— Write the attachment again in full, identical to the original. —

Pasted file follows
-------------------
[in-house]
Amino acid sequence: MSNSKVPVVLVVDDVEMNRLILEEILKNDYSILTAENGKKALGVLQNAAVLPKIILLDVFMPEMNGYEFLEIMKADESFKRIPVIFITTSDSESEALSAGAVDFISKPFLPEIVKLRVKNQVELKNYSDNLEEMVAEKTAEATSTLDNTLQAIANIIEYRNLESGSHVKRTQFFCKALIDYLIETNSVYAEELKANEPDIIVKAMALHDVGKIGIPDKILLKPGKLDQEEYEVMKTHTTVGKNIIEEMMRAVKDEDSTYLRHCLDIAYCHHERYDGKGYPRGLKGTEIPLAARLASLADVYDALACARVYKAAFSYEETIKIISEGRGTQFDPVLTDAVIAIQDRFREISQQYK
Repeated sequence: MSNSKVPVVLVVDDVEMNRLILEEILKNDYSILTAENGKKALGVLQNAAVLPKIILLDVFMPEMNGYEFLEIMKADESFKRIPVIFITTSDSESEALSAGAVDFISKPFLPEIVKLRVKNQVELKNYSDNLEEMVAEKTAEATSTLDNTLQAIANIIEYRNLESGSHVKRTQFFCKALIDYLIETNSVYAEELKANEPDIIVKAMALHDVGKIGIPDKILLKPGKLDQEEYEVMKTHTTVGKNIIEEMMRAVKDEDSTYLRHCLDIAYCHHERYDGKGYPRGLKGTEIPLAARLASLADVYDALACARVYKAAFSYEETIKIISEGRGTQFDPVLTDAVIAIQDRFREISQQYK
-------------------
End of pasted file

[in-house]
Amino acid sequence: MSNSKVPVVLVVDDVEMNRLILEEILKNDYSILTAENGKKALGVLQNAAVLPKIILLDVFMPEMNGYEFLEIMKADESFKRIPVIFITTSDSESEALSAGAVDFISKPFLPEIVKLRVKNQVELKNYSDNLEEMVAEKTAEATSTLDNTLQAIANIIEYRNLESGSHVKRTQFFCKALIDYLIETNSVYAEELKANEPDIIVKAMALHDVGKIGIPDKILLKPGKLDQEEYEVMKTHTTVGKNIIEEMMRAVKDEDSTYLRHCLDIAYCHHERYDGKGYPRGLKGTEIPLAARLASLADVYDALACARVYKAAFSYEETIKIISEGRGTQFDPVLTDAVIAIQDRFREISQQYK
Repeated sequence: MSNSKVPVVLVVDDVEMNRLILEEILKNDYSILTAENGKKALGVLQNAAVLPKIILLDVFMPEMNGYEFLEIMKADESFKRIPVIFITTSDSESEALSAGAVDFISKPFLPEIVKLRVKNQVELKNYSDNLEEMVAEKTAEATSTLDNTLQAIANIIEYRNLESGSHVKRTQFFCKALIDYLIETNSVYAEELKANEPDIIVKAMALHDVGKIGIPDKILLKPGKLDQEEYEVMKTHTTVGKNIIEEMMRAVKDEDSTYLRHCLDIAYCHHERYDGKGYPRGLKGTEIPLAARLASLADVYDALACARVYKAAFSYEETIKIISEGRGTQFDPVLTDAVIAIQDRFREISQQYK